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FEATURE: Financing climate compatible development: Taking a new direction


Torry Kuswardono Director of Perkumpulan Pikul-Kupang & Henriette Imelda (Program Coordinator from the Institute for Essential Services Reform) outline initiatives taken through the CDKN supported project ‘Finding the Finance: Climate Compatible Development in Asia Cities’.

The difficult task of financing climate compatible development in the city of Kupang, Indonesia took an unexpected and positive turn recently. During a CDKN-supported workshop in September on financing climate change for Kupang entitled ‘Climate Finance For Cities – Kupang’, Bank NTT, a regional bank owned by the provincial and district governments, announced that it was ready to support initiatives related to environmental protection, encouraging sustainable energy as well as sustainable and resilient economy. The workshop, organised by the Institute for Essential Services Reform, brought together 30 participants, including representatives from the government of Kupang, local banks and cooperatives, civil societies, and environmentally related small businessmen.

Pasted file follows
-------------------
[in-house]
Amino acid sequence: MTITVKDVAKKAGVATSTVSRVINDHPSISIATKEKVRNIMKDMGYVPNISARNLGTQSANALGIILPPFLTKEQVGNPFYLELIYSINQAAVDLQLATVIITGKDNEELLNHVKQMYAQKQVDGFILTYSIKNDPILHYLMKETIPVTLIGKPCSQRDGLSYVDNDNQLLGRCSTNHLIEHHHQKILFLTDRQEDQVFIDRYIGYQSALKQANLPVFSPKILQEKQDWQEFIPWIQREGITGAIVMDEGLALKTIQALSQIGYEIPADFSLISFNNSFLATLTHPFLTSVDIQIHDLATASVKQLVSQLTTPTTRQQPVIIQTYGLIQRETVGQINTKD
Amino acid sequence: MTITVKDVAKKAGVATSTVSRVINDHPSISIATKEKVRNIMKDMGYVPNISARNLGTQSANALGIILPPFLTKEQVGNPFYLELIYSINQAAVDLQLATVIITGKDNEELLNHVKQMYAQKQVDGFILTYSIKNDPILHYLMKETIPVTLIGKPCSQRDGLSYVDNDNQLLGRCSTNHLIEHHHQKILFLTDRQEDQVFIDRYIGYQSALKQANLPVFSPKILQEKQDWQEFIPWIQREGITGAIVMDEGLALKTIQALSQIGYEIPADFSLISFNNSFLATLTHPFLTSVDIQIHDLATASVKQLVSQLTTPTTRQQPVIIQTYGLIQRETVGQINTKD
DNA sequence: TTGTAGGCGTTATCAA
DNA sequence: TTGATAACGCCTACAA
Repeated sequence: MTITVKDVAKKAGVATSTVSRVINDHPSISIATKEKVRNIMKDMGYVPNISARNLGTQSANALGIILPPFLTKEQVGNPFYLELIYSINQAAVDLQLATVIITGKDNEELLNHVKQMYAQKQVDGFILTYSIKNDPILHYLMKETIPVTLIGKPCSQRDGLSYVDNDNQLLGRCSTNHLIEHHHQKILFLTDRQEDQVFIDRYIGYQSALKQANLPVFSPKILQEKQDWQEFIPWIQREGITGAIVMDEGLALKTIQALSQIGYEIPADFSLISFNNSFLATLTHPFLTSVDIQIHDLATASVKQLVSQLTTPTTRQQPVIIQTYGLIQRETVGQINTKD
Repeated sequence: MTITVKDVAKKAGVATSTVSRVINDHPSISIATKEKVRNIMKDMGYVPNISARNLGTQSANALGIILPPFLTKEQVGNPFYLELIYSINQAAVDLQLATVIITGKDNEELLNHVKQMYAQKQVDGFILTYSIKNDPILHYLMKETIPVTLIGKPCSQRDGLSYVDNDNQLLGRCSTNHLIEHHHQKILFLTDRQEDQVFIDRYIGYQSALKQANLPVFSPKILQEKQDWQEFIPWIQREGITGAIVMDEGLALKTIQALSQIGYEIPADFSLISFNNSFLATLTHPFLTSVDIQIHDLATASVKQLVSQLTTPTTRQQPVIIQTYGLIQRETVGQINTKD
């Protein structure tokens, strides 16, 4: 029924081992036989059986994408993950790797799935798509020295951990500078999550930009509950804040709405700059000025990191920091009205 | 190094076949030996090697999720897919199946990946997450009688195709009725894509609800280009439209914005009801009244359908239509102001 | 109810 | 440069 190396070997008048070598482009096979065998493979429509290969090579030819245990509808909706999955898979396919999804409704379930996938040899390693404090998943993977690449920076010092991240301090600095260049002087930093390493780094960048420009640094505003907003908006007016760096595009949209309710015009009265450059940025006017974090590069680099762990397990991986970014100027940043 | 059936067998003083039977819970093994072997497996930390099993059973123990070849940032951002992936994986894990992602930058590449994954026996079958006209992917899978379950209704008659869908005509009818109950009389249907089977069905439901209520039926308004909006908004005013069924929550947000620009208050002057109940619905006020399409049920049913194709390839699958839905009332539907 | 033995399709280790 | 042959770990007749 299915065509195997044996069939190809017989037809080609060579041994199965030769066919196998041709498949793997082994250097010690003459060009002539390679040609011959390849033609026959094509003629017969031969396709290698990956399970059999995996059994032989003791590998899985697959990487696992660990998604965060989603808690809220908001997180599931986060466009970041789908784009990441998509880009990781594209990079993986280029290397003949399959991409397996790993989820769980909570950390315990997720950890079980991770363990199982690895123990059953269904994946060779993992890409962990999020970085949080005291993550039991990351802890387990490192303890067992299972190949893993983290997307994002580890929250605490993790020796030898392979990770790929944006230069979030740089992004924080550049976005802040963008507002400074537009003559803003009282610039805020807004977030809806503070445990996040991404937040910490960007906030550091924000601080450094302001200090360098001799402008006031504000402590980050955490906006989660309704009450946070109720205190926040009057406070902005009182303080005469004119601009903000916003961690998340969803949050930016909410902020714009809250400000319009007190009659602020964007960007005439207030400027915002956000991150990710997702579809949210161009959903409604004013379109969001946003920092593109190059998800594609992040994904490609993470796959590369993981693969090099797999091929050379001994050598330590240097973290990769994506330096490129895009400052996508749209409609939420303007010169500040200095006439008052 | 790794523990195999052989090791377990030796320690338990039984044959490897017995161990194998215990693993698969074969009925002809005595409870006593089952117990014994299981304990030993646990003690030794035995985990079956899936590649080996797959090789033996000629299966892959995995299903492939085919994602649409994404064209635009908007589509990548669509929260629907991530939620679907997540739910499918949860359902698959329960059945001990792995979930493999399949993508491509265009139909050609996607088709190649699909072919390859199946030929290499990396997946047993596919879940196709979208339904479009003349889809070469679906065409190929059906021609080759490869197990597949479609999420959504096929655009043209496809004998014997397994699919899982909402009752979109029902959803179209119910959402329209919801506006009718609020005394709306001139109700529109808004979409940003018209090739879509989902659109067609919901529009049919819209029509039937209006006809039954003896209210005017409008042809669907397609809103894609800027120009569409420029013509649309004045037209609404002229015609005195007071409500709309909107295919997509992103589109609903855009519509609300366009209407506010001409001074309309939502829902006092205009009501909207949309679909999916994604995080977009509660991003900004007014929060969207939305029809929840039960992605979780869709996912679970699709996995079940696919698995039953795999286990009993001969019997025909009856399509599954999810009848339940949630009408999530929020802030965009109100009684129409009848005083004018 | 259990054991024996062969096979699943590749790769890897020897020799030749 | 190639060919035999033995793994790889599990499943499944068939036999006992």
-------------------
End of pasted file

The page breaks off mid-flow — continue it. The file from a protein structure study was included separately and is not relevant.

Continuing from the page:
The director of Bank NTT, Mr. Daniel Tagudedo, said the bank welcomed proposals from communities, civil society representatives, and government institutions to apply for funding from the bank’s CSR Funds, amounting to IDR 2 billion (approx. USD 180 000) annually.

The funding announcement comes at the right time: The Kupang city government had been desperately seeking additional funding for its ‘Green and Clean City Program’. Projects are likely to concentrate on improving and expanding green areas of Kupang and also amending waste management. Civil society organisations, local inventors, and small businesses are also looking forward to enhance their existing initiatives on sustainable energy and waste management through new channels of funding. This could include bio-mass stoves, bio-gas systems and its by-products such as organic fertilisers, as well as the development of a simple solar salt-water desalination plant that can be used for villages or areas where water resources are lacking.

While a follow-up meeting with the relevant stakeholders took place a few weeks after the initial workshop helped define the next steps to enable transactions, all stakeholders must understand that the funding from NTT is not enough for the proposed wish list. Alternative ways of funding will therefore be the focus of the next workshop – to examine the national level funding streams that need to be put in place through taking into account insights that were generated at a national level workshop entitled ‘Climate Finance For Cities – National Workshop’ that took place in August as part of this project.

Picture Courtesy: CIFOR

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